So a DNS server is similar to the (once existed) telephone directory service where you only need to remember a person’s name and not their phone number.
And you can manually map as many domains as you’d like — as long as you know what you’re doing and don’t abuse it. Within the hosts file, each mapping entry takes one line.
With that, let’s find where to find this glorious hosts file and how to edit it.
How to handle the host file on a Windows computer
On a Windows computer, the Hosts file always resides at this location:
(In the rare case where Windows is installed on another drive instead of c:, change the drive letter accordingly.)
You can copy and paste that line onto the address bar of Windows Explorer and hit Enter to quickly get there, as shown in the screenshot above.
Now you can manage the file however you do any file, including deleting, renaming, or making a copy of it. By the way, if you move the host file to another location, it no longer has any effect.
It takes a bit of work to open the host file for editing. Since it has no extension, the usual double-clicking won’t do.
In Windows, the best fastest way to open the hosts for editing is to copy and paste the command below on the address bar of Explorer, then hit Enter:
That will open the file in Notepad for you to make any edits. Once done, save the file (Ctrl+S or just close it and choose to Save as prompted.)
By the way, the host file shares the same syntax across platforms. Consequently, you can use the same file between Windows and macOS. Or you can copy the content of the file between them.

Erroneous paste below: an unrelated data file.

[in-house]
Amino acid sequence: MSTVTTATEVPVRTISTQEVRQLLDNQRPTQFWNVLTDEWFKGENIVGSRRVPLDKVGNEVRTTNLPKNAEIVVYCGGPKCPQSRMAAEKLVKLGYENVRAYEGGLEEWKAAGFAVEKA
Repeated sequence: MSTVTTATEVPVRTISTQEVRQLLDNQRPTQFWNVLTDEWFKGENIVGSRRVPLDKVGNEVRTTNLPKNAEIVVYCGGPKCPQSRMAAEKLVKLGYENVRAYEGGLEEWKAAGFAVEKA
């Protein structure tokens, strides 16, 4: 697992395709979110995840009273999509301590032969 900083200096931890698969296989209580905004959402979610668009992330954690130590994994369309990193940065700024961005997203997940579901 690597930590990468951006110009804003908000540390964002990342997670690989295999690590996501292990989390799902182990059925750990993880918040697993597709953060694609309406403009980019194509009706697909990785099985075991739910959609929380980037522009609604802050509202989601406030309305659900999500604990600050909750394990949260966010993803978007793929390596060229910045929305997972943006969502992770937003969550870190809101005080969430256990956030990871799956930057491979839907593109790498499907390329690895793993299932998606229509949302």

How to handle the host file on a Mac
The hosts file is located in the /private/etc/ folder on a Mac, which is generally hidden.
Here are the steps to locate the hosts file on a Mac, as shown in the screenshot above:
- Bring Finder to the forefront by clicking on a blank spot on the desktop, then choose Go -> Go to Folder…
- Enter /private/etc/ in the field and hit Go
- Locate the host file in the folder that appears.
But if you want to edit the file, you can skip the above.
Here are the step to open the host file on a Mac for editing
1. Run Terminal (use the Spotlight to search for it) and run the following command:
sudo nano /etc/hosts
You’ll be asked to enter the password for the account. Do it
2. The file will be open in the Nano app. You can now use the arrow key to move around and enter the information as needed.
After that, use Ctrl+0 to save the changes and Ctrl+X to exit.
The final thoughts
Using the hosts file can be a sure and straightforward way to block certain websites from a computer. However, be careful when using a pre-made hosts file that includes hundreds of domains to block all kinds of things, including online ads.
That’s because, in this case, the file certainly blocks more than what you’re aware of, including legit content.
Many domains are interconnected, and blocking one might cause others not to work properly. Blocking a wrong domain can also cause important functions of a computer, such as auto-updates or security/integrity checks, to stop working.
On top of that, a large hosts file can also cause performance issues.
That said, the hosts file is a good tool when you use it properly but can be a pain when you abuse it. In any case, it’s a good practice to be mindful of it, and use a blank (default) hosts file when troubleshooting your connection.